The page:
EP0805960B1 - Medical thermometer - Google Patents

Medical thermometer Download PDF

Info

Publication number
EP0805960B1
EP0805960B1 EP19950932458 EP95932458A EP0805960B1 EP 0805960 B1 EP0805960 B1 EP 0805960B1 EP 19950932458 EP19950932458 EP 19950932458 EP 95932458 A EP95932458 A EP 95932458A EP 0805960 B1 EP0805960 B1 EP 0805960B1
Authority
EP
European Patent Office
Prior art keywords
temperature
patient
probe
estimates
succession
Prior art date
Legal status (The legal status is an assumption and is not a legal conclusion. Google has not performed a legal analysis and makes no representation as to the accuracy of the status listed.)
Expired - Lifetime
Application number
EP19950932458
Other languages
German (de)
French (fr)
Other versions
EP0805960A4 (en
EP0805960A1 (en
Inventor
Kerry O. Banke
Thomas K. Gregory
John A. Mossman
John W. Stevenson
Edward D. Suszynski
Current Assignee (The listed assignees may be inaccurate. Google has not performed a legal analysis and makes no representation or warranty as to the accuracy of the list.)
DIATEK INSTRUMENTS Inc
DIATEK INSTR Inc
Original Assignee
DIATEK INSTR Inc
DIATEK INSTRUMENTS Inc
Priority date (The priority date is an assumption and is not a legal conclusion. Google has not performed a legal analysis and makes no representation as to the accuracy of the date listed.)
Filing date
Publication date
Priority to US333958 priority Critical
Priority to US303344 priority
Priority to US30334494A priority
Priority to US08/333,958 priority patent/US5632555A/en
Application filed by DIATEK INSTR Inc, DIATEK INSTRUMENTS Inc filed Critical DIATEK INSTR Inc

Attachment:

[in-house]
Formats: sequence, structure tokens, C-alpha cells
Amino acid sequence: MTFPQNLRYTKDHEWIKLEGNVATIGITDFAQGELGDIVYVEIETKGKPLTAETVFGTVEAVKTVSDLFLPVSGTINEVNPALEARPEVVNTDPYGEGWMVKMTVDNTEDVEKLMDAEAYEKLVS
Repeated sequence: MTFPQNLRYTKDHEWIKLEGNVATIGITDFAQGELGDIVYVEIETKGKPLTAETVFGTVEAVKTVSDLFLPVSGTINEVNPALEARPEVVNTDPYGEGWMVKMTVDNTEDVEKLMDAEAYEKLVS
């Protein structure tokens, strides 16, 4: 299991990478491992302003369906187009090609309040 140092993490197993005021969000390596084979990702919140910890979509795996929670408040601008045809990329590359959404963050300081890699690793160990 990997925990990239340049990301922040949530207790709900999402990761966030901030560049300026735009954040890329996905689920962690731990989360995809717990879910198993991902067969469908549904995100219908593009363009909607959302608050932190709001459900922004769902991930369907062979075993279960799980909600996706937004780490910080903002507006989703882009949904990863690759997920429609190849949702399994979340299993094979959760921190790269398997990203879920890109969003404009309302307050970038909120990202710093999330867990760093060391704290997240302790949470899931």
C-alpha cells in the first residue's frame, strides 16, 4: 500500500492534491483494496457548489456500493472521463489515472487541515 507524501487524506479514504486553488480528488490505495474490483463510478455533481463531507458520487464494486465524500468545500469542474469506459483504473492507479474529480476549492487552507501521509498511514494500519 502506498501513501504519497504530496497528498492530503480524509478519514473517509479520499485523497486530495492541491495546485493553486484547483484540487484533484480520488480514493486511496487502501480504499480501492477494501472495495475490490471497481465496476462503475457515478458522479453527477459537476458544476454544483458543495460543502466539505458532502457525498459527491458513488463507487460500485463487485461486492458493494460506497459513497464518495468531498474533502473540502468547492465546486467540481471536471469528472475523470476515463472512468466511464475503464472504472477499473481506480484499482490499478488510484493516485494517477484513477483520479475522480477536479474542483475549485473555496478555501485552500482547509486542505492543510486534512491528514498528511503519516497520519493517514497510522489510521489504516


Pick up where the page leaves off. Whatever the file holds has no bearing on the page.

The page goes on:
Priority to PCT/US1995/011450 priority patent/WO1996007877A1/en
Publication of EP0805960A1 publication Critical patent/EP0805960A1/en
Publication of EP0805960A4 publication Critical patent/EP0805960A4/en
Application granted granted Critical
Publication of EP0805960B1 publication Critical patent/EP0805960B1/en
Anticipated expiration legal-status Critical
Application status is Expired - Lifetime legal-status Critical

Links

Images

Classifications

    • GPHYSICS
    • G01MEASURING; TESTING
    • G01KMEASURING TEMPERATURE; MEASURING QUANTITY OF HEAT; THERMALLY-SENSITIVE ELEMENTS NOT OTHERWISE PROVIDED FOR
    • G01K7/00Measuring temperature based on the use of electric or magnetic elements directly sensitive to heat ; Power supply, e.g. by thermoelectric elements
    • G01K7/42Circuits for reducing thermal inertia; Circuits for predicting the stationary value of temperature

Description

    BACKGROUND OF THE INVENTION
  • This invention relates generally to medical thermometers and, more particularly, to electronic thermometers that estimate, or predict, a patient's temperature based on a series of samples of a probe-mounted temperature sensor.
  • Medical thermometer's of this particular kind have been in common use in the clinical environment for many years. The thermometers typically include an elongated probe configured for convenient oral, rectal, or axillary use, with a thermistor mounted within the probe's remote tip. In use, a hygienic, plastic probe cover is placed over the probe, and the probe is then applied to its appropriate location on the patient, whereupon the temperature of the probe and thermistor begin to rise toward the patient temperature. The thermometer periodically samples the thermistor signal and, using one of several known algorithms, predicts the thermistor's eventual temperature. This temperature prediction is displayed long before the thermistor's temperature actually reaches that predicted temperature.
  • Various prediction algorithms have been used in the past, all of them providing reasonably accurate temperature predictions as quickly as about 30 seconds after the thermometers are applied to the patients. This represents a marked improvement over the time delays encountered using more traditional glass thermometers, which typically are on the order of about 3 minutes. The time delay is primarily due to the heat capacity of the probe and the fact that applying the probe to the patient, e.g., beneath the tongue, draws down the temperature of the tissue in the immediate region of the probe.